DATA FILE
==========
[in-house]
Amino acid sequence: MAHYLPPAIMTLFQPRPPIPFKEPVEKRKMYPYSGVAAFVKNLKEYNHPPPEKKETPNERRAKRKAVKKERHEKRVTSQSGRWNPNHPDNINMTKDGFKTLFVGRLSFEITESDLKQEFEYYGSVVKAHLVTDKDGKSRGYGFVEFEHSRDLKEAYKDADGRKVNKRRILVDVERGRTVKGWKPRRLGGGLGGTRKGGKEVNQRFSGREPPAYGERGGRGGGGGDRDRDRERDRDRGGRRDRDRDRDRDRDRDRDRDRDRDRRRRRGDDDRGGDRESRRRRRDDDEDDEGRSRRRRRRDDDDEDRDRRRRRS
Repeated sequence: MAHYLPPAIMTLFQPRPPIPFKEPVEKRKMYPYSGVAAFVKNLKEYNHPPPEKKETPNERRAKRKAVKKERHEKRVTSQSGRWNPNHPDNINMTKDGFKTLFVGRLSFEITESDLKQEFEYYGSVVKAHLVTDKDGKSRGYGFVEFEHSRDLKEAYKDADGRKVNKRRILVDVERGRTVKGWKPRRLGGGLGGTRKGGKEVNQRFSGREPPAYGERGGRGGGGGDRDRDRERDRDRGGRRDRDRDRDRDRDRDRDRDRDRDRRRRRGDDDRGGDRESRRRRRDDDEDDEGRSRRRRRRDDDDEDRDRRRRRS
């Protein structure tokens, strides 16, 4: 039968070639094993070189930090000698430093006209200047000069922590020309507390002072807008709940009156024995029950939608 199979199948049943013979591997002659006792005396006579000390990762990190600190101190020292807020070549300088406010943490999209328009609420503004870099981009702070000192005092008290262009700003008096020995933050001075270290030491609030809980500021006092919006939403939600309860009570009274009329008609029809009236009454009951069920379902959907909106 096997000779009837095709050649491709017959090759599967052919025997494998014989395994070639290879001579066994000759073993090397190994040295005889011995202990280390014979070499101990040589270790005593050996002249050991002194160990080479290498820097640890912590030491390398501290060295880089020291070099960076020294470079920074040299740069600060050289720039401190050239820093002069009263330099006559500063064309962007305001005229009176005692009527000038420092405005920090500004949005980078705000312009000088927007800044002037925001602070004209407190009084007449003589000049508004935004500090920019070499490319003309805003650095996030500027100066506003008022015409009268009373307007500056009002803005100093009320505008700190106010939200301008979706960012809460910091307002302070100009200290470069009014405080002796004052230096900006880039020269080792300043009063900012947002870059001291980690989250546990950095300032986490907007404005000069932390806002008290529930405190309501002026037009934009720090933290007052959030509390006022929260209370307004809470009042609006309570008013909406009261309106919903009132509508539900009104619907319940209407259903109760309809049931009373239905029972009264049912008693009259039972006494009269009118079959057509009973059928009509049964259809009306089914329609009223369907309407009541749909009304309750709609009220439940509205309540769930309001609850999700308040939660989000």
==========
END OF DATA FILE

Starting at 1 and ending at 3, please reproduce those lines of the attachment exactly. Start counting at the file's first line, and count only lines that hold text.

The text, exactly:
[in-house]
Amino acid sequence: MAHYLPPAIMTLFQPRPPIPFKEPVEKRKMYPYSGVAAFVKNLKEYNHPPPEKKETPNERRAKRKAVKKERHEKRVTSQSGRWNPNHPDNINMTKDGFKTLFVGRLSFEITESDLKQEFEYYGSVVKAHLVTDKDGKSRGYGFVEFEHSRDLKEAYKDADGRKVNKRRILVDVERGRTVKGWKPRRLGGGLGGTRKGGKEVNQRFSGREPPAYGERGGRGGGGGDRDRDRERDRDRGGRRDRDRDRDRDRDRDRDRDRDRDRRRRRGDDDRGGDRESRRRRRDDDEDDEGRSRRRRRRDDDDEDRDRRRRRS
Repeated sequence: MAHYLPPAIMTLFQPRPPIPFKEPVEKRKMYPYSGVAAFVKNLKEYNHPPPEKKETPNERRAKRKAVKKERHEKRVTSQSGRWNPNHPDNINMTKDGFKTLFVGRLSFEITESDLKQEFEYYGSVVKAHLVTDKDGKSRGYGFVEFEHSRDLKEAYKDADGRKVNKRRILVDVERGRTVKGWKPRRLGGGLGGTRKGGKEVNQRFSGREPPAYGERGGRGGGGGDRDRDRERDRDRGGRRDRDRDRDRDRDRDRDRDRDRDRRRRRGDDDRGGDRESRRRRRDDDEDDEGRSRRRRRRDDDDEDRDRRRRRS